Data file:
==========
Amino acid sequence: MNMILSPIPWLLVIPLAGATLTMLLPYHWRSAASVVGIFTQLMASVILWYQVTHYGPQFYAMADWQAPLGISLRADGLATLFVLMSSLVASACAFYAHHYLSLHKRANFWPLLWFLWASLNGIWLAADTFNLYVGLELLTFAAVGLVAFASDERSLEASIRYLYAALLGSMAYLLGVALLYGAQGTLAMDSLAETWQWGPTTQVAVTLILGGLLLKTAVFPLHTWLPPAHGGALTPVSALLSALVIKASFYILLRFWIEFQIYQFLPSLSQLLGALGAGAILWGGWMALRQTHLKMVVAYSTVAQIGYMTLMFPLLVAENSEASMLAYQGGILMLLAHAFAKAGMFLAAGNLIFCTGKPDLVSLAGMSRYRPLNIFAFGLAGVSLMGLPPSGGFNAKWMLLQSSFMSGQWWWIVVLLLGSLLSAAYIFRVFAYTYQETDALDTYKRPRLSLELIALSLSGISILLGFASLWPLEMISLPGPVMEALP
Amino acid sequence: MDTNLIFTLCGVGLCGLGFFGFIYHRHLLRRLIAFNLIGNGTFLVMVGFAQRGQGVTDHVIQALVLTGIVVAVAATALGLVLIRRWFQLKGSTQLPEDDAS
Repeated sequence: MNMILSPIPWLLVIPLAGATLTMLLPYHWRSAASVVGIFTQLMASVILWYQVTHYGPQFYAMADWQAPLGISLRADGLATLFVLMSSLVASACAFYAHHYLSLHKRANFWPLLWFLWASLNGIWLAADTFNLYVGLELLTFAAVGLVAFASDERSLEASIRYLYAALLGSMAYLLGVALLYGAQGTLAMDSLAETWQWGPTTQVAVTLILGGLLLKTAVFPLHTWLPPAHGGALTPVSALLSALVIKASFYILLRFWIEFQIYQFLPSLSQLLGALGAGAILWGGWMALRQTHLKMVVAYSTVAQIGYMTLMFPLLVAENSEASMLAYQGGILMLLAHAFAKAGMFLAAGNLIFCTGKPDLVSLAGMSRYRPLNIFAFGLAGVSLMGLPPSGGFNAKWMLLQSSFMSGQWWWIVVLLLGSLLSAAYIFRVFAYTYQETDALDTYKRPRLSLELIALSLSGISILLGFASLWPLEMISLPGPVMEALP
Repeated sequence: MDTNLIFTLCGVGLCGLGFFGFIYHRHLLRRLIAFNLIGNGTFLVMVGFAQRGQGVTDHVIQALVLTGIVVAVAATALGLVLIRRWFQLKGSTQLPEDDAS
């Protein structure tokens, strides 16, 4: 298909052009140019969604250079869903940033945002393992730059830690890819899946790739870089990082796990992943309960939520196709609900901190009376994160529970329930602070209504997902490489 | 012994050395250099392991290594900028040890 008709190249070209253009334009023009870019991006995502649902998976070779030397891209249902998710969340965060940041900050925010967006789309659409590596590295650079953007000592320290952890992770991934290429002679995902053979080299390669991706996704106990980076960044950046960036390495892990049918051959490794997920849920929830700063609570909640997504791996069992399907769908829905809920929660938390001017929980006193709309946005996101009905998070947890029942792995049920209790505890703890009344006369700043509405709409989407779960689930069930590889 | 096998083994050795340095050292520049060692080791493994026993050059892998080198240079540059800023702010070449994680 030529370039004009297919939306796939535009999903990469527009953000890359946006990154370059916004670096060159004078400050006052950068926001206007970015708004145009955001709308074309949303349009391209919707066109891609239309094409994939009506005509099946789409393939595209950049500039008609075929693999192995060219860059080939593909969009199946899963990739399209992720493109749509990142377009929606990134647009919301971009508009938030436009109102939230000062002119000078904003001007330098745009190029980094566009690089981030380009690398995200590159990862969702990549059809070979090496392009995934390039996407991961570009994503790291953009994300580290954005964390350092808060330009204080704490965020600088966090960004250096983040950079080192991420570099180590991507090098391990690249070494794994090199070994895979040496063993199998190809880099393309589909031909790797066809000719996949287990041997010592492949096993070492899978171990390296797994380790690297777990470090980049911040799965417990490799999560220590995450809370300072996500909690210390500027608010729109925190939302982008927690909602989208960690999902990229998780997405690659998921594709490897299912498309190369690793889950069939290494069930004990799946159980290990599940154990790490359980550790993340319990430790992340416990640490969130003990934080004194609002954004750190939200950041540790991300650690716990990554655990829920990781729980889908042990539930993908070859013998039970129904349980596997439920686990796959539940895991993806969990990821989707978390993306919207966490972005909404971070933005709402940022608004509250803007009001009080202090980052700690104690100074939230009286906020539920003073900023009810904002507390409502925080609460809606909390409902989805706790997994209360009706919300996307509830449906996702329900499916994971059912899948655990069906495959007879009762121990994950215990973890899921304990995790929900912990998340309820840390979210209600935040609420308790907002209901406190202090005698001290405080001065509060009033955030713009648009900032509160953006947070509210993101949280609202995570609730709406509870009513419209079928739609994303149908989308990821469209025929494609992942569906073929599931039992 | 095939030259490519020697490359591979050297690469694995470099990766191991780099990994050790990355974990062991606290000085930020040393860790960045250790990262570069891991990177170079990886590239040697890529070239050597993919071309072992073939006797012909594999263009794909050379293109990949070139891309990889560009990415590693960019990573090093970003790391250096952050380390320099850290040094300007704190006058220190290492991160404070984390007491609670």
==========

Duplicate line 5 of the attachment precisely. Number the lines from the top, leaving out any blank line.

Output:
């Protein structure tokens, strides 16, 4: 298909052009140019969604250079869903940033945002393992730059830690890819899946790739870089990082796990992943309960939520196709609900901190009376994160529970329930602070209504997902490489 | 012994050395250099392991290594900028040890 008709190249070209253009334009023009870019991006995502649902998976070779030397891209249902998710969340965060940041900050925010967006789309659409590596590295650079953007000592320290952890992770991934290429002679995902053979080299390669991706996704106990980076960044950046960036390495892990049918051959490794997920849920929830700063609570909640997504791996069992399907769908829905809920929660938390001017929980006193709309946005996101009905998070947890029942792995049920209790505890703890009344006369700043509405709409989407779960689930069930590889 | 096998083994050795340095050292520049060692080791493994026993050059892998080198240079540059800023702010070449994680 030529370039004009297919939306796939535009999903990469527009953000890359946006990154370059916004670096060159004078400050006052950068926001206007970015708004145009955001709308074309949303349009391209919707066109891609239309094409994939009506005509099946789409393939595209950049500039008609075929693999192995060219860059080939593909969009199946899963990739399209992720493109749509990142377009929606990134647009919301971009508009938030436009109102939230000062002119000078904003001007330098745009190029980094566009690089981030380009690398995200590159990862969702990549059809070979090496392009995934390039996407991961570009994503790291953009994300580290954005964390350092808060330009204080704490965020600088966090960004250096983040950079080192991420570099180590991507090098391990690249070494794994090199070994895979040496063993199998190809880099393309589909031909790797066809000719996949287990041997010592492949096993070492899978171990390296797994380790690297777990470090980049911040799965417990490799999560220590995450809370300072996500909690210390500027608010729109925190939302982008927690909602989208960690999902990229998780997405690659998921594709490897299912498309190369690793889950069939290494069930004990799946159980290990599940154990790490359980550790993340319990430790992340416990640490969130003990934080004194609002954004750190939200950041540790991300650690716990990554655990829920990781729980889908042990539930993908070859013998039970129904349980596997439920686990796959539940895991993806969990990821989707978390993306919207966490972005909404971070933005709402940022608004509250803007009001009080202090980052700690104690100074939230009286906020539920003073900023009810904002507390409502925080609460809606909390409902989805706790997994209360009706919300996307509830449906996702329900499916994971059912899948655990069906495959007879009762121990994950215990973890899921304990995790929900912990998340309820840390979210209600935040609420308790907002209901406190202090005698001290405080001065509060009033955030713009648009900032509160953006947070509210993101949280609202995570609730709406509870009513419209079928739609994303149908989308990821469209025929494609992942569906073929599931039992 | 095939030259490519020697490359591979050297690469694995470099990766191991780099990994050790990355974990062991606290000085930020040393860790960045250790990262570069891991990177170079990886590239040697890529070239050597993919071309072992073939006797012909594999263009794909050379293109990949070139891309990889560009990415590693960019990573090093970003790391250096952050380390320099850290040094300007704190006058220190290492991160404070984390007491609670």